20. Aaron Franklin Kosher Salt

Aaron Franklin uses Morton’s Kosher Salt in his rub recipe. He uses a 50/50 mix of kosher salt and black pepper when making his rub. With brisket, Aaron will apply the kosher salt separately to the pepper. Franklin will also use Morton’s kosher salt in his brine recipe for turkey.

21. Aaron Franklin Brisket Knife

When slicing brisket, Aaron Franklin uses a 12-inch slicing knife with a serrated edge (not scalloped). These are by far the best knives for slicing brisket. When trimming brisket. Franklin uses a boning knife which is much smaller.

22. How Does Aaron Franklin Trim Brisket?

Aaron Franklin trims his brisket, leaving a quarter inch of fat on the fat cap. He may leave half an inch in some areas of the brisket that may be vulnerable to heat. Franklin removes the silver skin from the underside of the brisket. He will also remove blood vessels or anything that won’t render. He will also cut out the deckle—the thick layer of fat between the point and the flat muscle. To trim brisket, Aaron uses a sharp boning knife commonly used by butchers and caterers.

23. Does Aaron Franklin Use Mustard On Brisket?

Aaron Franklin rarely uses a binder on brisket. However, he recommends olive oil on pork butts and ribs. Aaron Franklin goes very light on his rub for brisket, because he likes to highlight the natural beef flavor. Binders only need to be added if you want to apply a thick layer of rub.

24. When Does Franklin Wrap Brisket?

Aaron Franklin wraps brisket once he’s satisfied with the color and feel of the bark. He waits for the brisket to have a nice mahogany color, which should occur usually around about 6 hours into the cook. Aaron waits for the fat to have rendered off the meat. This can occur anywhere between 4 to 8 hours into the cook depending on the size of the brisket. Franklin doesn’t always wrap. It all depends on the brisket. Although, in most of his public videos, Franklin always wraps brisket.

25. What Smoker Does Aaron Franklin Use?

Aaron Franklin uses an offset smoker the majority of the time. Also known as stickburners, offset smokers have a firebox separate from the cook chamber. It’s an ideal design because the meat can cook with indirect heat rather than direct heat. A stick burner burns wood splits rather than wood chunks or charcoal. Some people use some charcoal to start the fire, but you maintain the temperature through throwing logs onto the fire. This gives the meat a smoky flavor, because wood is the primary heat source.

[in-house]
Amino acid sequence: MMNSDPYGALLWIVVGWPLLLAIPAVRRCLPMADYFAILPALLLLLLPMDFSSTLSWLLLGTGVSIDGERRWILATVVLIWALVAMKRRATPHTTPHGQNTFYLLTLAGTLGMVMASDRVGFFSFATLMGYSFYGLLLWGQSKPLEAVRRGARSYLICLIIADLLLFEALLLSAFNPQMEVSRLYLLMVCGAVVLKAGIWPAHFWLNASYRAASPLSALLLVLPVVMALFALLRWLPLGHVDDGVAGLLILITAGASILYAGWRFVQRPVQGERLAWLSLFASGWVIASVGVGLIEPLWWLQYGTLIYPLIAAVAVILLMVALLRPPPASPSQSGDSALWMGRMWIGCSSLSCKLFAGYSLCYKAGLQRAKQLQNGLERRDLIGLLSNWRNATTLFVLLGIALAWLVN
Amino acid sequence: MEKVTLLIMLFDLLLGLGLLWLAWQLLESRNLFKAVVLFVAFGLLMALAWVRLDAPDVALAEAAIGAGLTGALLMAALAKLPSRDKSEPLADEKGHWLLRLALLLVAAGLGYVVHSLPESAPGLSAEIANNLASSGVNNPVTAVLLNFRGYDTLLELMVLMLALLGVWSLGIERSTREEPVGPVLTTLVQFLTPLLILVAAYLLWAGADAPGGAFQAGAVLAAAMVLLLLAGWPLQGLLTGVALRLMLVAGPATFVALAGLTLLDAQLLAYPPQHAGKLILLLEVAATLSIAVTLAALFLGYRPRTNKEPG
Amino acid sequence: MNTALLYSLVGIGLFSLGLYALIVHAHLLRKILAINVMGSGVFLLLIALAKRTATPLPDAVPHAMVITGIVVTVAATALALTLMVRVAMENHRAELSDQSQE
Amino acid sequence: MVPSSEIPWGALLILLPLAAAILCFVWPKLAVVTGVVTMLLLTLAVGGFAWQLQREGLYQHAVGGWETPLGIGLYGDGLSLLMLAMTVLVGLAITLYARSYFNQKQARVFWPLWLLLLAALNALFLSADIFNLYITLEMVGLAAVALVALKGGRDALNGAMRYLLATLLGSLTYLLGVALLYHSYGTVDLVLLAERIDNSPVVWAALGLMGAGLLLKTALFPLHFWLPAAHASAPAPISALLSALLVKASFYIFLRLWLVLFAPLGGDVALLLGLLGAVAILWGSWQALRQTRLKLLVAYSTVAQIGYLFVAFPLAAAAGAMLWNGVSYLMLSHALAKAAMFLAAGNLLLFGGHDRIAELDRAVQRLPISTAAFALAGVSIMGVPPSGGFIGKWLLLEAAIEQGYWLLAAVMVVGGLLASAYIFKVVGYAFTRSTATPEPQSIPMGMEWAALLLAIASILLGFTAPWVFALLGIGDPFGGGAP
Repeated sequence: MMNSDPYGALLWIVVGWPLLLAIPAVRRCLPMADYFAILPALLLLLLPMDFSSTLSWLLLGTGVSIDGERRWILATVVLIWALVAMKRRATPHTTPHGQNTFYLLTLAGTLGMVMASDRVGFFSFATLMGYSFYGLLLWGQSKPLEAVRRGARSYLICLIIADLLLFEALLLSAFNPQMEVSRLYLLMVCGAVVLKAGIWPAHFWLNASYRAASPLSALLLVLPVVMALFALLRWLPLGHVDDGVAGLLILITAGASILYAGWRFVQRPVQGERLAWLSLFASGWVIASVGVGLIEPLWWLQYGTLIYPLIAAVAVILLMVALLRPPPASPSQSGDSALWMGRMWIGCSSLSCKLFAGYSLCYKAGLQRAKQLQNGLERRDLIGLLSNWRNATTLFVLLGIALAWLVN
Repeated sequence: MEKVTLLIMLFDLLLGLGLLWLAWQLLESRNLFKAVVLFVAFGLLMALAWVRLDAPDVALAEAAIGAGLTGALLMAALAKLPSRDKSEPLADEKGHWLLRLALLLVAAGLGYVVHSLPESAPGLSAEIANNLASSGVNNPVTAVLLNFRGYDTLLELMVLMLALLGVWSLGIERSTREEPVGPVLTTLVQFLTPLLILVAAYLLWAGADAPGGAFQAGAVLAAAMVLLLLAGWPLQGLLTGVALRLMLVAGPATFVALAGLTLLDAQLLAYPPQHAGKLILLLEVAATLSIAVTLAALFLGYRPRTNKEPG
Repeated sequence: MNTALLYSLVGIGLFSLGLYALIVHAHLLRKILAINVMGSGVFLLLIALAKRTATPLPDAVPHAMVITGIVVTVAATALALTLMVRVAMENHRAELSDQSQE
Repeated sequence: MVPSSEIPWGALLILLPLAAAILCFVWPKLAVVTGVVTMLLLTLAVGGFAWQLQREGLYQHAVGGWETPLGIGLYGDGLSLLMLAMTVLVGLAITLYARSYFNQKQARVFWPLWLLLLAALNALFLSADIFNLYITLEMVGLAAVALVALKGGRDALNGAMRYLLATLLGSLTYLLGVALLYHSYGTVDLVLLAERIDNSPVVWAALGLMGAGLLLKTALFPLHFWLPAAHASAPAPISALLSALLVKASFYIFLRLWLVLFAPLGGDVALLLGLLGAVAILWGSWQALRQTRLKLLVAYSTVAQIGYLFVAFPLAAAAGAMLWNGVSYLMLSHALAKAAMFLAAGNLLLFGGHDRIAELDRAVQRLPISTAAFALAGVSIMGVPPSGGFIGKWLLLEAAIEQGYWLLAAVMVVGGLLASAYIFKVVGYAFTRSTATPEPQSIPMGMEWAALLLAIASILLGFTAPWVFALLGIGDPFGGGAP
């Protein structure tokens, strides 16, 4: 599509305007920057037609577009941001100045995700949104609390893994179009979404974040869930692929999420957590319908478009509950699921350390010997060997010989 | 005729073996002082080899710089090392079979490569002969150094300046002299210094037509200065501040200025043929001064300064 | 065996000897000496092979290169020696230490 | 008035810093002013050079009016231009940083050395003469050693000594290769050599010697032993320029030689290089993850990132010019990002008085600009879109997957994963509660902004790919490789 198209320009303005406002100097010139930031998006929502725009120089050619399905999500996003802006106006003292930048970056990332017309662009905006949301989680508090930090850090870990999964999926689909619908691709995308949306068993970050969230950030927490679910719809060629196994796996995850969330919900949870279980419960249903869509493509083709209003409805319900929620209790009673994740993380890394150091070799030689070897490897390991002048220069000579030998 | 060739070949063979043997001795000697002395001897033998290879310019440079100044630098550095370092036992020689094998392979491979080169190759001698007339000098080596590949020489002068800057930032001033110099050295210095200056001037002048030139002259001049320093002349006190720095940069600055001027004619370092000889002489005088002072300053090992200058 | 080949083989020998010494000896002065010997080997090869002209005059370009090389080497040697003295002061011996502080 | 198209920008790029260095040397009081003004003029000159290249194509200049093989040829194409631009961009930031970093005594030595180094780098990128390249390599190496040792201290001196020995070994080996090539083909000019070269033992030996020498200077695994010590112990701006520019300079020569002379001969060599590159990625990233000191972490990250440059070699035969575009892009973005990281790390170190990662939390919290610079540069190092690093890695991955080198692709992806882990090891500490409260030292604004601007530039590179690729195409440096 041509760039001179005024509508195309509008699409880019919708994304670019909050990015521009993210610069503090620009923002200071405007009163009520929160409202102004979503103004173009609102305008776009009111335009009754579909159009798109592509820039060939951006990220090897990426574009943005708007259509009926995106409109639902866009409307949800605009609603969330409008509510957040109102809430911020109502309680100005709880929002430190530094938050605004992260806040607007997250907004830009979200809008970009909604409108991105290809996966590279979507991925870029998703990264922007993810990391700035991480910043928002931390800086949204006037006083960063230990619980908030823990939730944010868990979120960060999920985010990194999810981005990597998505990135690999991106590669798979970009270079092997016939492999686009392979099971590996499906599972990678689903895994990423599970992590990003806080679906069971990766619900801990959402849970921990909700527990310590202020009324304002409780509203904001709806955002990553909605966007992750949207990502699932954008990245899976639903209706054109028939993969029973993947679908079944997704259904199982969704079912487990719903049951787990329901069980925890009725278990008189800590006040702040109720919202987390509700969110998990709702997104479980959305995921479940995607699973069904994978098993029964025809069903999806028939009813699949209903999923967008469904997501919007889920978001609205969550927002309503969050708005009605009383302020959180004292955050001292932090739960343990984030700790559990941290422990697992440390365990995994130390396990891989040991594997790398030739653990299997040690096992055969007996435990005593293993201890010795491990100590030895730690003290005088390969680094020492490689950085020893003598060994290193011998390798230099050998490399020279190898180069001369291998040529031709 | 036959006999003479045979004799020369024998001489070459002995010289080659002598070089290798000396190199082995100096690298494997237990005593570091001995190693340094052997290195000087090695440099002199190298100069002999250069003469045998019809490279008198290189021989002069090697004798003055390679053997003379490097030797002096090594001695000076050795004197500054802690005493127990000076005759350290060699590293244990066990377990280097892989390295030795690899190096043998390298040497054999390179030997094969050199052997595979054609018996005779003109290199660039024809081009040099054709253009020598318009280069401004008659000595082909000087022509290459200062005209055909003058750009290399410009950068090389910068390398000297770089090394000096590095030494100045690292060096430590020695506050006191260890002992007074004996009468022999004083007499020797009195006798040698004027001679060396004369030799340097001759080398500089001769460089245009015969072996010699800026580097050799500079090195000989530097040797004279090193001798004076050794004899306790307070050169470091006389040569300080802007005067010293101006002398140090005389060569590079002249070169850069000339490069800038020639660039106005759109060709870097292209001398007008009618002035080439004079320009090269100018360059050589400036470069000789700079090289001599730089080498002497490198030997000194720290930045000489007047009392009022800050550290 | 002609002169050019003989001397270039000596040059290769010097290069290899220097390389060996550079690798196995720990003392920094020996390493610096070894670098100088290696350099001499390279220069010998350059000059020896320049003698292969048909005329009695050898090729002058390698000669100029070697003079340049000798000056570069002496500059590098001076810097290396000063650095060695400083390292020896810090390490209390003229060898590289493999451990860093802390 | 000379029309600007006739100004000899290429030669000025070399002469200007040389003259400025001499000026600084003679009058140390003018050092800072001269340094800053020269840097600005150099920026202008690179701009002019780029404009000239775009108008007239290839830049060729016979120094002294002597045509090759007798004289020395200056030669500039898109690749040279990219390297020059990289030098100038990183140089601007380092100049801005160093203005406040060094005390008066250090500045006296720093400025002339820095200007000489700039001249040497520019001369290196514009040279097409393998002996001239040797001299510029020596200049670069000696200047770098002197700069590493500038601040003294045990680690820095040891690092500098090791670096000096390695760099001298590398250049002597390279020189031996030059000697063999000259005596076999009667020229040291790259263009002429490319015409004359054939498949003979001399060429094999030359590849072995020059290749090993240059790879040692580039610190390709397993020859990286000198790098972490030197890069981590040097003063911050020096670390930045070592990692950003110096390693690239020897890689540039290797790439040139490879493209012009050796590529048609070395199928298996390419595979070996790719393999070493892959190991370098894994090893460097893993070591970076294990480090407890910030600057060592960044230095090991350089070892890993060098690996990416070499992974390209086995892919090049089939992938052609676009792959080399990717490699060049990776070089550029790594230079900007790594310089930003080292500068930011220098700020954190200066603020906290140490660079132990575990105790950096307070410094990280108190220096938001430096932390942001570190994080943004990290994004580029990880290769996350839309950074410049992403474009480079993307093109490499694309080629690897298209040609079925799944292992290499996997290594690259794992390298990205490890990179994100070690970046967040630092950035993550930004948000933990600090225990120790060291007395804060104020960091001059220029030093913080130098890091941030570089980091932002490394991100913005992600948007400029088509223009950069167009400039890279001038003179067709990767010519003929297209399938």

With charcoal smokers, the primary heat source is coal, so with these types of smokers, you need to throw on chunks of wood for the smoke flavor. I do not recommend that beginners start out with offset smokers because they are very difficult to control. Not only that, offset smokers are extremely expensive. Don’t buy one of those cheap offset smokers that you see in hardware stores. They may look similar to an Aaron Franklin offset, but they’re not. A proper offset will be well insulated with thick metal. Cheap imitation offset smokers have thin metal, so the temperatures will fluctuate.

26. Does Aaron Franklin Brine Brisket?

Aaron Franklin doesn’t brine brisket. He prefers to keep things simple, and let the natural beef flavor be the star of the show. Franklin uses a simple salt and pepper rub, and just lets the natural beef flavors shine. The only meat Franklin brines is turkey. Keep in mind, Franklin uses high quality beef with good marbling. If you’re cooking with Prime, Choice or Wagyu brisket, then brining isn’t as important. If you’ve got a Select grade brisket, I would suggest dry brining prior to cooking. If you want to know more, check out this article I wrote a while back: Should I Brine Brisket?

27. Does Aaron Franklin Mop Brisket?

Aaron Franklin spritzes brisket rather than mopping. Aaron believes mopping is too messy, so he prefers to spritz brisket with a spray bottle of apple cider vinegar. Mopping can also damage the bark, and wash all the seasoning off the brisket. Spritzing is gentle, quick and leaves no mess. Franklin always takes care to protect his brisket bark. When spritzing ribs, Franklin sometimes uses hot sauce mixed with water.

28. What Does Aaron Franklin Spray On Brisket?

Aaron Franklin uses apple cider vinegar to spritz his brisket. Franklin also suggests apple juice, or hot sauce mixed with water. Although, he doesn’t have any hard-and-fast rules. Spritz is a personal preference. To make a spritz, just get your hands on a regular spray bottle and fill it with water, beer, wine, apple juice, apple cider vinegar, broth or stock. I find acidic, sticky spritzes work better. For more on this, check out this article: How To Spritz Brisket.

29. What Knife Does Aaron Franklin Use To Trim Brisket?

Aaron Franklin uses a boning knife to trim his briskets. The knife he uses was given to him by his father, and he’s used the same knife for years. Boning knives like Victorinox are high quality German blades that last a long time, and stay sharp. They are curved, which is good because you need to get into some of the crevices and cavities to scoop out the brisket fat. This is especially important when scooping out fat between the point and the flat. Also, the silver skin on the underside of the brisket needs to be removed with a pointy sharp knife.